• HomeSafe with AutoAlert: This model starts at $44.95 per month with a landline or $58.95 for cellular connection, plus a one-time $50 activation fee. It’s designed to be used at home and on the go, and it comes with everything in the standard package plus a fall-detection pendant.

What to consider: A couple of recent reviews mention delays in shipping and deliveries. At least one former customer told us that it was difficult to cancel. It also might not work during power outages caused by storms.

What reviewers like: Good value; easy of use.

For the price, Lifeline offers a dependable system with lots of feature options. “There are other companies out there that say they're cheaper but their service is not as reliable as Philips,” according to a reviewer in South Carolina.

Others highlight the safety and efficiency: “I hardly touched the button and I got somebody on the line,” a reviewer in Massachusetts said.

A reviewer in Georgia, who has worn Lifeline day and night for years, said, “When I've needed it, I have pushed it. Lifeline has called in to see if I needed help and I've been able to tell them that I was fine. I appreciate them checking in because it could very easily be that I was down, couldn't say anything and get up.”

Compare Top Medical Alert System Reviews

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Find a Medical Alert System partner near you.

    How to choose a medical alert system

    Older adults are more isolated than ever, and having an emergency response center on standby makes many people feel more secure. There are many excellent options available; it’s essential to determine which medical alert system is best for your budget, preferences and lifestyle.

    As with any important purchase, it’s a good idea to start by reading reviews and asking the right questions. This helps you learn about the average customer experience. If you still aren’t sure, follow these steps to find and compare different systems.

    1. Decide if you want professional monitoring services

    Monitored medical alert systems are great if you aren’t sure it’s time for assisted living but still want a little extra sense of security. If a monitored system detects a fall, the company might first try to call the wearer before contacting emergency personnel, depending on your plan’s agreement.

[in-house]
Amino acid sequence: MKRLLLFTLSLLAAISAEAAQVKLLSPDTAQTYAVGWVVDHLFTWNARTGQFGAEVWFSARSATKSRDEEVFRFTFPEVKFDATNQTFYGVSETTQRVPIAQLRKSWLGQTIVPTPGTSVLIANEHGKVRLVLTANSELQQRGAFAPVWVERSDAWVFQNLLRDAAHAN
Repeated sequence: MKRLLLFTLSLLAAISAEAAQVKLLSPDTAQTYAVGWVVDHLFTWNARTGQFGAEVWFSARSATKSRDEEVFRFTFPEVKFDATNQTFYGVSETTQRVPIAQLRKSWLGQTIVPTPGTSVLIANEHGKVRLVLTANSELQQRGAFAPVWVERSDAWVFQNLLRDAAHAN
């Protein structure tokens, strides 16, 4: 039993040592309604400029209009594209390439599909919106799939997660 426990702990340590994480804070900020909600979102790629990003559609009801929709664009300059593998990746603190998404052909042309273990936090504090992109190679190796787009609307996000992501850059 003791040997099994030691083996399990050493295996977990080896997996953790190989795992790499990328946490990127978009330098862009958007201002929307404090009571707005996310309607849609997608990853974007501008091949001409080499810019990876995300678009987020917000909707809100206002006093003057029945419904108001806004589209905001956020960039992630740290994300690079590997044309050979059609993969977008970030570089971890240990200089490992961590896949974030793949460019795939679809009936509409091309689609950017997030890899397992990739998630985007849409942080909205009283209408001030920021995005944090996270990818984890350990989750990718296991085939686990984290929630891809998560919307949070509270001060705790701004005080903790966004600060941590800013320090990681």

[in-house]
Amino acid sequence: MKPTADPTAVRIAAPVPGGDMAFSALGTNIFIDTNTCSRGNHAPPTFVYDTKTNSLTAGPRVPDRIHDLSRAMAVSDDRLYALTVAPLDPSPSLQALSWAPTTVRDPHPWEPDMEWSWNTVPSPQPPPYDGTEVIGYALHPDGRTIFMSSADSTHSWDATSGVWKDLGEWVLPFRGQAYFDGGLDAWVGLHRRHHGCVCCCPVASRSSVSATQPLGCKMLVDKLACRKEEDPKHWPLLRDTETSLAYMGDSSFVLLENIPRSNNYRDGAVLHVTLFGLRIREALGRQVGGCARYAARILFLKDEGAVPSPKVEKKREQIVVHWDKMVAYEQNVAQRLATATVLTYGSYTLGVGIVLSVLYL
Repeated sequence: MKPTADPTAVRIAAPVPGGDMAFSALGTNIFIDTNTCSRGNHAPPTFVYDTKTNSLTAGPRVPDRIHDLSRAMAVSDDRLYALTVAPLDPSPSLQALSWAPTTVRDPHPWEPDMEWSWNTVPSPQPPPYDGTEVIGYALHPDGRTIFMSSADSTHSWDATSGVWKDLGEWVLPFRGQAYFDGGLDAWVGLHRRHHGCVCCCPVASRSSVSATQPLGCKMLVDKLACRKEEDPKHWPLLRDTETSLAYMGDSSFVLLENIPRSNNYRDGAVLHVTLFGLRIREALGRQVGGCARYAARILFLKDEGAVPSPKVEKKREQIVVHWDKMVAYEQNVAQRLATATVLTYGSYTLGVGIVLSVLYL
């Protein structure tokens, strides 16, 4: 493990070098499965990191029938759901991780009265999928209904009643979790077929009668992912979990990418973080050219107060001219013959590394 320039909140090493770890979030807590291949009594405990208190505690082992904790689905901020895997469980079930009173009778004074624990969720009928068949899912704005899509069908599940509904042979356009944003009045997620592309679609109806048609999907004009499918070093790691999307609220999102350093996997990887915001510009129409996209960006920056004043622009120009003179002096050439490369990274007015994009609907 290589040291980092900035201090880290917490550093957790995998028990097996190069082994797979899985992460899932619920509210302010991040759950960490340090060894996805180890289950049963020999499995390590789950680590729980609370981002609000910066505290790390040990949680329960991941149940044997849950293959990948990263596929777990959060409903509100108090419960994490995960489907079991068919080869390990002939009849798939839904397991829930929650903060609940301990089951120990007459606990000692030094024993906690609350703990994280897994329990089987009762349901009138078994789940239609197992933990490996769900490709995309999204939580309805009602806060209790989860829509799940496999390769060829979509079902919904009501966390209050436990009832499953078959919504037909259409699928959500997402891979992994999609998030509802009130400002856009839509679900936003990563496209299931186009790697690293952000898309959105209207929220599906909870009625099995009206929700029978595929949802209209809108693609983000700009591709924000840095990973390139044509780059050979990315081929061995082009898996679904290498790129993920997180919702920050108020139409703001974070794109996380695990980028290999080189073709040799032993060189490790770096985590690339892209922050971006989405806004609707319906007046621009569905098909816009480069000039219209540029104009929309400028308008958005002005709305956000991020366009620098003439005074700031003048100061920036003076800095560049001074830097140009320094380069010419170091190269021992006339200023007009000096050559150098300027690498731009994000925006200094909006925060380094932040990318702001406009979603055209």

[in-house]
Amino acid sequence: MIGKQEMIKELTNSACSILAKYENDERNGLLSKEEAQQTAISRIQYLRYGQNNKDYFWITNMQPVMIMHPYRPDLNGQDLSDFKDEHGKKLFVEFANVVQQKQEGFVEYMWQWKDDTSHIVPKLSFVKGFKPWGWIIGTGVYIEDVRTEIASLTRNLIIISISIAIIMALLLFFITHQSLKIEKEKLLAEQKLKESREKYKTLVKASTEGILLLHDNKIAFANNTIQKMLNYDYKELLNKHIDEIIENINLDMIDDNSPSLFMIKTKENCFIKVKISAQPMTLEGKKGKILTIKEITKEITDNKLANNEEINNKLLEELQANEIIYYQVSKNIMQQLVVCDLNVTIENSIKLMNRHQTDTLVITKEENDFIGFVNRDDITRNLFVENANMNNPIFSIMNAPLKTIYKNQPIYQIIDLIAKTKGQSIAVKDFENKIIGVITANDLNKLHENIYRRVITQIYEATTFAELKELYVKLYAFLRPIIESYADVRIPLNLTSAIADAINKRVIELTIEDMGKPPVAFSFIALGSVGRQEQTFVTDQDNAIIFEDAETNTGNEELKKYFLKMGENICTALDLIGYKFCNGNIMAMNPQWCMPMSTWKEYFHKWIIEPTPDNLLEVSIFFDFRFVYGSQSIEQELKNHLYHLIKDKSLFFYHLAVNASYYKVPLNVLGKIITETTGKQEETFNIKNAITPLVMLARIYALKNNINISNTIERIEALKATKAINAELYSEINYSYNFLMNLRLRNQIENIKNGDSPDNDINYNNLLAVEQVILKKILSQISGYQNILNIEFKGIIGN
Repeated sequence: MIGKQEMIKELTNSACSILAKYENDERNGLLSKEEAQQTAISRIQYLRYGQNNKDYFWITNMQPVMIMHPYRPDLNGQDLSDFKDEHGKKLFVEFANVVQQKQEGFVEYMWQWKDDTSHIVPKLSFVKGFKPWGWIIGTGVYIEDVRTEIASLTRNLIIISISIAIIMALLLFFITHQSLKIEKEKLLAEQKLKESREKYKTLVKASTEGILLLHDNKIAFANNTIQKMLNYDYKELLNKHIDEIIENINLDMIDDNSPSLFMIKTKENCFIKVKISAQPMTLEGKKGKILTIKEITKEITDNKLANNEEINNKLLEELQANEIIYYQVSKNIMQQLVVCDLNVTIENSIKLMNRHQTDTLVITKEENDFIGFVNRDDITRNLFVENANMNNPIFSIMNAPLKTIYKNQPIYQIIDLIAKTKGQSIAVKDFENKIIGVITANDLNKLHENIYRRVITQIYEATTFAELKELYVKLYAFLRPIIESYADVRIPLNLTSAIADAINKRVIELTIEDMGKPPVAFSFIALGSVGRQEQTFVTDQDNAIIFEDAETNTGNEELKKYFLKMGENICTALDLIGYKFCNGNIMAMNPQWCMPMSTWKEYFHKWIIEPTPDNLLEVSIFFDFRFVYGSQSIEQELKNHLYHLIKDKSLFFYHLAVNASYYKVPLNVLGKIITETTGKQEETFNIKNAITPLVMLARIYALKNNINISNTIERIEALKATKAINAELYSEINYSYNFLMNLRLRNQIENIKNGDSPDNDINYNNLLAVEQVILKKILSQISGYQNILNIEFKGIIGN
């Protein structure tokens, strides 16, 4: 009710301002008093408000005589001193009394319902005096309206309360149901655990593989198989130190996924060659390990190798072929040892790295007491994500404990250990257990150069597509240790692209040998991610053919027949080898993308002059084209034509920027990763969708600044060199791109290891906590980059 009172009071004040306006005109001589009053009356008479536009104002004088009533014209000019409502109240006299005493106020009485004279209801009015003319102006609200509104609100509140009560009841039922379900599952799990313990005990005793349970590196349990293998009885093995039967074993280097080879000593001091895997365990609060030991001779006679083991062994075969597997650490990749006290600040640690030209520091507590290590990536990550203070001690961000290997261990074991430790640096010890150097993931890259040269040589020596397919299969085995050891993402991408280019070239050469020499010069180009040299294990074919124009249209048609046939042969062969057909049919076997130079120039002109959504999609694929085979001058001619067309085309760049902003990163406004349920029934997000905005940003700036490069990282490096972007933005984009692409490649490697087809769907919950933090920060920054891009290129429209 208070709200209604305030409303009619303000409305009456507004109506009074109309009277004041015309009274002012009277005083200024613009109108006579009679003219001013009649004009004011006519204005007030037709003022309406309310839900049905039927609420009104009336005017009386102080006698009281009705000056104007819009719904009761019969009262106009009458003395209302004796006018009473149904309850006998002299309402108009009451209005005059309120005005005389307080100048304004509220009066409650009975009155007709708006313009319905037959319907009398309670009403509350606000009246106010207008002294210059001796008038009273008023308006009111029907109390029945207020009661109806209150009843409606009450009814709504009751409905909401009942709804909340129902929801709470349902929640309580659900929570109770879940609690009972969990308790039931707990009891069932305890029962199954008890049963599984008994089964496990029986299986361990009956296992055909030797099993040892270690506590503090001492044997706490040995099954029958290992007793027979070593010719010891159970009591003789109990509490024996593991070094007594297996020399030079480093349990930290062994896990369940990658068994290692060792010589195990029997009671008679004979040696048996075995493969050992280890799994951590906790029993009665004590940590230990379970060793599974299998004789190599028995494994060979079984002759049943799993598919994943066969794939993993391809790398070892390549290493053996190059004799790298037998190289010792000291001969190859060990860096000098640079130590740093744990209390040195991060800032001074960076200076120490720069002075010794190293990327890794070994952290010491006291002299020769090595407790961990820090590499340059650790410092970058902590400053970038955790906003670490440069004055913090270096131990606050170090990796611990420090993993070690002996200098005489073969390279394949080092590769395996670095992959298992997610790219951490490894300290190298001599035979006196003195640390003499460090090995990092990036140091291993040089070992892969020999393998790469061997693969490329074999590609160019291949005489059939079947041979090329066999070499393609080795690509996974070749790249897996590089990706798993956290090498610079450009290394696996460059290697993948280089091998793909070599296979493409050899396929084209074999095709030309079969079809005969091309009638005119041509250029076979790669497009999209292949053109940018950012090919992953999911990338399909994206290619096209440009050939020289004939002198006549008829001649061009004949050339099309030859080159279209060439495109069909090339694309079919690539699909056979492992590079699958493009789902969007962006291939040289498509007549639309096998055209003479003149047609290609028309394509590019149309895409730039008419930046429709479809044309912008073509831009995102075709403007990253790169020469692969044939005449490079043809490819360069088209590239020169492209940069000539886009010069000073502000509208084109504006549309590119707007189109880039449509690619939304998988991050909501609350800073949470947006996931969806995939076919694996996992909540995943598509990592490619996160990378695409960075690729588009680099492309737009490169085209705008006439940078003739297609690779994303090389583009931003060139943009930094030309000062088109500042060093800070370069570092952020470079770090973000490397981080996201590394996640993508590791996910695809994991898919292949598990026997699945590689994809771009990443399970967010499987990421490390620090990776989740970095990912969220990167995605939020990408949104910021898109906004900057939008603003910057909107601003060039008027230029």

• Unmonitored systems: When triggered, an unmonitored system dials a preprogrammed contact — typically a loved one or 911. These systems are sometimes referred to as no-monthly-fee medical alert systems because they don’t require a service contract to function.
    • Monitored systems: A monitored system connects to a live dispatch center when triggered. The operator calls a caregiver, friend, family member or 911, depending on your needs. Many centers provide help in multiple languages, and some include daily wellness checks and activity tracking. Most top companies are UL-certified or part of The Monitoring Association’s Five Diamond Designation program.

    Both monitored and unmonitored systems should include a panic button or an emergency call button, and many offer automatic fall detection.

    2. Consider your budget

    Total medical alert costs vary based on how you customize the system, what kind of connection you need (landline or cellular) and whether you pay for ongoing monitoring.

    • Unmonitored systems generally cost a few hundred dollars upfront. You own the equipment, and there's no recurring monthly fee.
    • Monitoring systems have a recurring fee, usually between $20 and $60 per month, and some companies offer packages with free equipment (as long as you have an active monitoring subscription). New customers often get a price break if they enroll in a monitoring contract with a yearly payment plan.